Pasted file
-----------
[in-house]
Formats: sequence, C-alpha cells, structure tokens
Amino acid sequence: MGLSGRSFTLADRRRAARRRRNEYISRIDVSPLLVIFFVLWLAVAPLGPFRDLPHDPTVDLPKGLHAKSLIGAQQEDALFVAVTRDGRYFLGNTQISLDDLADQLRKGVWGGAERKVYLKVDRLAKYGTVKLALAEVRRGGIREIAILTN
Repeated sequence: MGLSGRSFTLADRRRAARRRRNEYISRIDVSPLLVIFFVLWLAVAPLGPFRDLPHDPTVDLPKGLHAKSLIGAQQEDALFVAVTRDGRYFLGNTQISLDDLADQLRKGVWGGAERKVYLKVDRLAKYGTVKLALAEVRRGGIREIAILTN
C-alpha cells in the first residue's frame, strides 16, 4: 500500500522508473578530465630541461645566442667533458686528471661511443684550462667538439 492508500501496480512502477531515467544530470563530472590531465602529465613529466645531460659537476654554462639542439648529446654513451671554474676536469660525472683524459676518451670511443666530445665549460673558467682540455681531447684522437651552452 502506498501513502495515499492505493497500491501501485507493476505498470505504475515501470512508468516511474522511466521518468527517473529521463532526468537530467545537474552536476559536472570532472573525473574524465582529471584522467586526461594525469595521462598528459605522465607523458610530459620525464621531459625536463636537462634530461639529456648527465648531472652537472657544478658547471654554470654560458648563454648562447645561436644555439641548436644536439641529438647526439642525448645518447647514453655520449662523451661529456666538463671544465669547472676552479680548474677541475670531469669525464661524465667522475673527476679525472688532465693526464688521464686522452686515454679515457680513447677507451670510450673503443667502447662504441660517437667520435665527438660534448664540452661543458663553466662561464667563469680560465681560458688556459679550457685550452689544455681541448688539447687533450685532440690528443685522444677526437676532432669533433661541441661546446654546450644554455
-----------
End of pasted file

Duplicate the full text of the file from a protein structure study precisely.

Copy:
[in-house]
Formats: sequence, C-alpha cells, structure tokens
Amino acid sequence: MGLSGRSFTLADRRRAARRRRNEYISRIDVSPLLVIFFVLWLAVAPLGPFRDLPHDPTVDLPKGLHAKSLIGAQQEDALFVAVTRDGRYFLGNTQISLDDLADQLRKGVWGGAERKVYLKVDRLAKYGTVKLALAEVRRGGIREIAILTN
Repeated sequence: MGLSGRSFTLADRRRAARRRRNEYISRIDVSPLLVIFFVLWLAVAPLGPFRDLPHDPTVDLPKGLHAKSLIGAQQEDALFVAVTRDGRYFLGNTQISLDDLADQLRKGVWGGAERKVYLKVDRLAKYGTVKLALAEVRRGGIREIAILTN
C-alpha cells in the first residue's frame, strides 16, 4: 500500500522508473578530465630541461645566442667533458686528471661511443684550462667538439 492508500501496480512502477531515467544530470563530472590531465602529465613529466645531460659537476654554462639542439648529446654513451671554474676536469660525472683524459676518451670511443666530445665549460673558467682540455681531447684522437651552452 502506498501513502495515499492505493497500491501501485507493476505498470505504475515501470512508468516511474522511466521518468527517473529521463532526468537530467545537474552536476559536472570532472573525473574524465582529471584522467586526461594525469595521462598528459605522465607523458610530459620525464621531459625536463636537462634530461639529456648527465648531472652537472657544478658547471654554470654560458648563454648562447645561436644555439641548436644536439641529438647526439642525448645518447647514453655520449662523451661529456666538463671544465669547472676552479680548474677541475670531469669525464661524465667522475673527476679525472688532465693526464688521464686522452686515454679515457680513447677507451670510450673503443667502447662504441660517437667520435665527438660534448664540452661543458663553466662561464667563469680560465681560458688556459679550457685550452689544455681541448688539447687533450685532440690528443685522444677526437676532432669533433661541441661546446654546450644554455